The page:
Group A nerve fibers are one of the three classes of nerve fiber as generally classified by Erlanger and Gasser. The other two classes are the group B nerve fibers, and the group C nerve fibers. Group A are heavily myelinated, group B are moderately myelinated, and group C are unmyelinated.
There are four subdivisions of group A nerve fibers: alpha (ɑ), beta (β), gamma (ɣ), and delta (δ).
Type Aδ fibers are the afferent fibers of nociceptors. Aδ fibers carry information from peripheral mechanoreceptors and thermoreceptors to the dorsal horn of the spinal cord. This pathway describes the first-order neuron. Aδ fibers serve to receive and transmit information primarily relating to acute pain (sharp, immediate, and relatively short lasting). This type of pain can result from several classifications of stimulants: temperature-induced, mechanical, and chemical. This can be part of a withdrawal reflex - initiated by the Aδ fibers in the reflex arc of activating withdrawal responses. These are the type III group. Aδ fibers carry cold, pressure, and acute pain signals, and because they are thin (2 to 5 μm in diameter) and myelinated, they send impulses faster than unmyelinated C fibers, but more slowly than other, more thickly myelinated group A nerve fibers. Their conduction velocities are moderate.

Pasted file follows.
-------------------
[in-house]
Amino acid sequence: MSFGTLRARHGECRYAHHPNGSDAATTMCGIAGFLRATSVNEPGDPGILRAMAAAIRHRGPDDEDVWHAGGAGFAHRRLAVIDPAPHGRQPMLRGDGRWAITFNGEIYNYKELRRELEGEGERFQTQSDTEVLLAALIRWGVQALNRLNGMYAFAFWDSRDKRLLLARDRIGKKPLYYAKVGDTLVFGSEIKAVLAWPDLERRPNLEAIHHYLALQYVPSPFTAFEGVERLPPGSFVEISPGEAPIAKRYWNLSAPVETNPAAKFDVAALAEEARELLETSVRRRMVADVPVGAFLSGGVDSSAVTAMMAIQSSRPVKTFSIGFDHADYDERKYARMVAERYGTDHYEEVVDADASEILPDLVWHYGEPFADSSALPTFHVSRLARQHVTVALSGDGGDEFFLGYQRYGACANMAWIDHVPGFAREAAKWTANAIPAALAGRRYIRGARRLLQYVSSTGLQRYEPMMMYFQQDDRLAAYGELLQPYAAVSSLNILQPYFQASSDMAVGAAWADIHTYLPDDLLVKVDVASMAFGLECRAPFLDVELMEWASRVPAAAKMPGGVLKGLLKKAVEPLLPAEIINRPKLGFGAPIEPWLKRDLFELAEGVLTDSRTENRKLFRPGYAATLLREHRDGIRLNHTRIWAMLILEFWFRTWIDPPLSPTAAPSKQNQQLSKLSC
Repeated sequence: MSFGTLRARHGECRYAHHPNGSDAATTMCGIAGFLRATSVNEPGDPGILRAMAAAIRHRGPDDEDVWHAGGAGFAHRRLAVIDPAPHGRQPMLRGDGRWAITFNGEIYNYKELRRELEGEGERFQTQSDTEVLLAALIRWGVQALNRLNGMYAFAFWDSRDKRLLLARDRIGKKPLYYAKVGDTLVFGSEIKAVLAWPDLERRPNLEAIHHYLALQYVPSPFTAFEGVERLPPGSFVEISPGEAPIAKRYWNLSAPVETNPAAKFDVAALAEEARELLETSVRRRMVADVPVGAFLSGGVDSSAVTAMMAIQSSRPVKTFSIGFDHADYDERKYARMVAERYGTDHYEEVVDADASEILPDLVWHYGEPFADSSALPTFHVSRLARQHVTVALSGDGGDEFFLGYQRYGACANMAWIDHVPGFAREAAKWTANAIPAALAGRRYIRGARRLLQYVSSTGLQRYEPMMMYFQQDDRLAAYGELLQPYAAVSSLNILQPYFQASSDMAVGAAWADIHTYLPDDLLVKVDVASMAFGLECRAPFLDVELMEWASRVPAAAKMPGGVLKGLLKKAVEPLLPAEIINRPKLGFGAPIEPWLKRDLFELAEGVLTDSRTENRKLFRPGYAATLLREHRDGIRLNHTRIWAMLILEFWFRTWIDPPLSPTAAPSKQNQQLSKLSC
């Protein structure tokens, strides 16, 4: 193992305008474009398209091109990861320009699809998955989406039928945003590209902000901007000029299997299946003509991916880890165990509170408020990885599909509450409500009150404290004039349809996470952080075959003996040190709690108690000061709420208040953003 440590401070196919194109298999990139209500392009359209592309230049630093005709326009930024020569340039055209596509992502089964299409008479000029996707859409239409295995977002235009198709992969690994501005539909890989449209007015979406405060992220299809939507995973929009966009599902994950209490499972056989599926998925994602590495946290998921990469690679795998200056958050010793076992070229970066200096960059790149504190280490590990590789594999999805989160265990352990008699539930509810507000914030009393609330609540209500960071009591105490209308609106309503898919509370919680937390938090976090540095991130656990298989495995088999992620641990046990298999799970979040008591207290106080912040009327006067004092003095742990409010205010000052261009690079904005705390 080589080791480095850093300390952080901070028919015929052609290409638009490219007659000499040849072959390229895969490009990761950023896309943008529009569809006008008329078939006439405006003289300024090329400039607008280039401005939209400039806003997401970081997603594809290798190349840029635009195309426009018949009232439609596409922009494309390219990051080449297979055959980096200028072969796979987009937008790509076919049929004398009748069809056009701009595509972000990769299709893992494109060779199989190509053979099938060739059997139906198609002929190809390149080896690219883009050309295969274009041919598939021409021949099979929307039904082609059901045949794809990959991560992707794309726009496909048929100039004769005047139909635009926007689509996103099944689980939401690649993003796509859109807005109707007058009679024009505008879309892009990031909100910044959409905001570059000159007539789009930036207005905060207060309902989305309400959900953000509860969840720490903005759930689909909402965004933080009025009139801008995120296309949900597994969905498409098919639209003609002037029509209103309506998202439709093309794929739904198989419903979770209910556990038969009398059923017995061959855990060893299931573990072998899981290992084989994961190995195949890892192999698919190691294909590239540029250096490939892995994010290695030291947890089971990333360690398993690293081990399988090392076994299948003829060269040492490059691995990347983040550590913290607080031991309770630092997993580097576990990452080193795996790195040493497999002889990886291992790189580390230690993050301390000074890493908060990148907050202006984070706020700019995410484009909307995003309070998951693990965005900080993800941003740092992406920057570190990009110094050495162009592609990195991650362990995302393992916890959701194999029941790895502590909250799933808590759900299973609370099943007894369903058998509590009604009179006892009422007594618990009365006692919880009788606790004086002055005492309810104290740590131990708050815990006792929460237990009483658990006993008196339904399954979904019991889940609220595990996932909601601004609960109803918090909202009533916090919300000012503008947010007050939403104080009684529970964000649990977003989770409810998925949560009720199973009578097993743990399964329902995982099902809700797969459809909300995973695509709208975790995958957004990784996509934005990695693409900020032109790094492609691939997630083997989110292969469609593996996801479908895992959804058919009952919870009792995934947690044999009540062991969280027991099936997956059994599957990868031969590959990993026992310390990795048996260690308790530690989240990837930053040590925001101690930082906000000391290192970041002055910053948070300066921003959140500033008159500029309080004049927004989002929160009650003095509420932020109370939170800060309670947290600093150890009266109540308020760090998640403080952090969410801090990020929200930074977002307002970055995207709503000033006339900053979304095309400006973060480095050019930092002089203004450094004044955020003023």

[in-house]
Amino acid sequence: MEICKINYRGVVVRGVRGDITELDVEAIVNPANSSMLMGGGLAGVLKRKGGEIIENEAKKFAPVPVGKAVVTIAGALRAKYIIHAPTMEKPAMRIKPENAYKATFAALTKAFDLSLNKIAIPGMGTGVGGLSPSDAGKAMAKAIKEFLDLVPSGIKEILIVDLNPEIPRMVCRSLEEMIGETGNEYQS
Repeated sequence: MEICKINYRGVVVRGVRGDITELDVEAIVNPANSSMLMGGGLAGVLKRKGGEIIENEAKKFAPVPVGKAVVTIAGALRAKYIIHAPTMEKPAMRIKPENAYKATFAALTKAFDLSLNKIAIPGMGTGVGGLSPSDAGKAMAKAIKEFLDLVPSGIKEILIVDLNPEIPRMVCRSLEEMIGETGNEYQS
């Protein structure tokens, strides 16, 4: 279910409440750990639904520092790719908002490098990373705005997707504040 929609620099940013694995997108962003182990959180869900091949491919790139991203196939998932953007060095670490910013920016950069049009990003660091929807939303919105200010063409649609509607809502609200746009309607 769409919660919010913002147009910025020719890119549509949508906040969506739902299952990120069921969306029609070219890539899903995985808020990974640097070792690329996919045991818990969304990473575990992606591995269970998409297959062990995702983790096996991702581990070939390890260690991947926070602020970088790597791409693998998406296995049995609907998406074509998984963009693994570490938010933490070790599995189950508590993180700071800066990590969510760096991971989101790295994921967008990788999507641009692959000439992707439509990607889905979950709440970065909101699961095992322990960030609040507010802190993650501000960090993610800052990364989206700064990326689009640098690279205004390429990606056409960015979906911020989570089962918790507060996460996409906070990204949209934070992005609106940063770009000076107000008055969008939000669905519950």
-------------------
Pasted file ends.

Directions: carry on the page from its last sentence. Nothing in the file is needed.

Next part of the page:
Their cell bodies are located in the dorsal root ganglia and axons are sent to the periphery to innervate target organs and are also sent through the dorsal roots to the spinal cord. Within the spinal cord the axons reach the posterior grey column and terminate in Rexed laminae I and V.